At a time when facial manipulation tools, deepfakes and fake facial images are more advanced and common than ever before, Adobe, the multinational American computer software company, has trained AI to differentiate these fakes from original facial photos.
A team of researchers from Adobe and UC Berkeley in California, U.S., have worked together to create this tool.
The aim of their work is to restore faith in digital media, in a day and age when countless fakes and touch ups occur.
How did the team train AI?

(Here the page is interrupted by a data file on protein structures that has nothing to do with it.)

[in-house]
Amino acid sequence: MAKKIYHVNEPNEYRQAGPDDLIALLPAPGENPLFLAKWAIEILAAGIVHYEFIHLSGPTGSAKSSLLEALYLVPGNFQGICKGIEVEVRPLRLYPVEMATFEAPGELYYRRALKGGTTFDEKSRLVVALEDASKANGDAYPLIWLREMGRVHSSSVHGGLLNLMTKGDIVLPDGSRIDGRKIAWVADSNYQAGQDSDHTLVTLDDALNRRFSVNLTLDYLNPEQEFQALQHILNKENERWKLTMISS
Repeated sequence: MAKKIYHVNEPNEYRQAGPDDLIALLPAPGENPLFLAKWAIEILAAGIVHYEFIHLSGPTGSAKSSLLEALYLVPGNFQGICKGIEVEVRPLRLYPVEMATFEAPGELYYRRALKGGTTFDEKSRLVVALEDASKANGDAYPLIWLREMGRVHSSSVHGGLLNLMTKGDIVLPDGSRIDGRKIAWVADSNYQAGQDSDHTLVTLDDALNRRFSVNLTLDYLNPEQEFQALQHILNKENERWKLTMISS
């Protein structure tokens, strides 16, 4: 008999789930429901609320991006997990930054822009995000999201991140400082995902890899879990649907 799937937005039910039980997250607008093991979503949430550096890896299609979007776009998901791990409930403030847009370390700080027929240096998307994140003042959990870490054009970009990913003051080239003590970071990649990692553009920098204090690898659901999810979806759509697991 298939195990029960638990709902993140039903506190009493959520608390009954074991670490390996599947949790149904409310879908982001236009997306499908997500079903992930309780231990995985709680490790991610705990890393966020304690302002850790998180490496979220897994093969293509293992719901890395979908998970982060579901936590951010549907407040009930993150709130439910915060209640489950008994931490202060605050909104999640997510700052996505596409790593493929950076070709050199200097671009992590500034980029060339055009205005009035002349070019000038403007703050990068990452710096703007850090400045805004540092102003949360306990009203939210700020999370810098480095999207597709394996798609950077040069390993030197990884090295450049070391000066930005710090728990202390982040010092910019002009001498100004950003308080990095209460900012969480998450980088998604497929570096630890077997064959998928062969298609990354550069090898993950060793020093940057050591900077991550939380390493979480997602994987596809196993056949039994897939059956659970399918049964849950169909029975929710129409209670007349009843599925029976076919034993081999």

The team studied Adobe's Photoshop feature called Face Away Liquify, which is meant to change people's faces, eyes and mouths.
Later, they trained a convolutional neural network (CNN), used to analyze visual imagery, to pick up the changes made to the faces in the images.
The neural network detected the fake faces with a 99 percent accuracy rate. Compared with the 53 percent picked up by the naked human eye, that is an incredibly strong rate of accuracy.
The tool, then, could revert the images back to their original format. This tool is specifically targetting facial manipulation.
As Adobe researcher Richard Zhang stated: "We live in a world where it's becoming harder to trust the digital information we consume."
This is just the start of Adobe's detection of facial manipulation. Let's see what will be developed next.